A Nielsen/NetRatings report shows how widespread the use of web-enabled applications (ie Chat, iTunes, etc) has become. MediaPost reports….

A Nielsen/NetRatings report shows how widespread the use of web-enabled applications (ie Chat, iTunes, etc) has become. MediaPost reports.

1 Comment on Moving Beyond the Browser…

Wired on How to Save the Internet

Back in 1997, Wired ran a cover story called "101 Ways to Save Apple." The cover remains my favorite for a number of reasons, the brilliance of the image, the genius of the singular imperative "Pray." I'm not sure the story, in which we polled a bunch of folks and…

Back in 1997, Wired ran a cover story called “101 Ways to Save Apple.” The cover remains my favorite for a number of reasons, the brilliance of the image, the genius of the singular imperative “Pray.” I’m not sure the story, in which we polled a bunch of folks and created a list – Editors LOVE lists – was that great (actually, point #101 was pretty good: “Don’t worry. You’ll survive . It’s Netscape we should really worry about.”)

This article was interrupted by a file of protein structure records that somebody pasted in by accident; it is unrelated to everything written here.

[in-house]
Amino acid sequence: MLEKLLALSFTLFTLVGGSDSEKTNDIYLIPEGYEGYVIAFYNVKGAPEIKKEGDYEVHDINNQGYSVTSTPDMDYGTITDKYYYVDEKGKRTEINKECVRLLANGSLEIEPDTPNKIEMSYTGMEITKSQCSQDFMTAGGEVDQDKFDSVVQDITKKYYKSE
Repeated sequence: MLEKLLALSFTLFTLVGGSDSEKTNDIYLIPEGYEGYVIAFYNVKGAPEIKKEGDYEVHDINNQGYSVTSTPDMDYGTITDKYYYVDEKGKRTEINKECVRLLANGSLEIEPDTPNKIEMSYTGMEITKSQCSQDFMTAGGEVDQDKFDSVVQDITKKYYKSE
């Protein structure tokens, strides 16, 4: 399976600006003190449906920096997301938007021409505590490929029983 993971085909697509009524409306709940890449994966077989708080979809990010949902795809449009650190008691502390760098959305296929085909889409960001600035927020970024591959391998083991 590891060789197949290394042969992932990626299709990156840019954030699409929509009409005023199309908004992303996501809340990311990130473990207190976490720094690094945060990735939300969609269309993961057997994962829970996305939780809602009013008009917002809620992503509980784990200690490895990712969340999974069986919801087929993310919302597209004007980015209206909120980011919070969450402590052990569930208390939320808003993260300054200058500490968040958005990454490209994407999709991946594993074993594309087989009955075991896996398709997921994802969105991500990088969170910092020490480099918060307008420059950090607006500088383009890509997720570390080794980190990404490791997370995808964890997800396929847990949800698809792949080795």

This month Wired is revising the 101 Ways meme with 101 Ways to Save the Internet. The story was written by Paul Boutin with input from a few key folks, including several readers of this blog. The voice is almost right, the politics line up, the issues are well chosen, but something about the list feels a bit off. I can’t put my finger on it, but overall, it’s a good rundown of all the issues the Net faces as we head into 2004.

2 Comments on Wired on How to Save the Internet

Rename it “Cardster” and Watch the VCs Come Running….

OK, here's a new idea: Search for people based on their business cards. I kid you not. CardBrowser is a web-based, paid registration database of…business cards gathered at various high tech conferences (more than 100 a year, they claim). Now, nowhere on the site can I find exactly *how* they…

card_rolodex.gifOK, here’s a new idea: Search for people based on their business cards. I kid you not. CardBrowser is a web-based, paid registration database of…business cards gathered at various high tech conferences (more than 100 a year, they claim).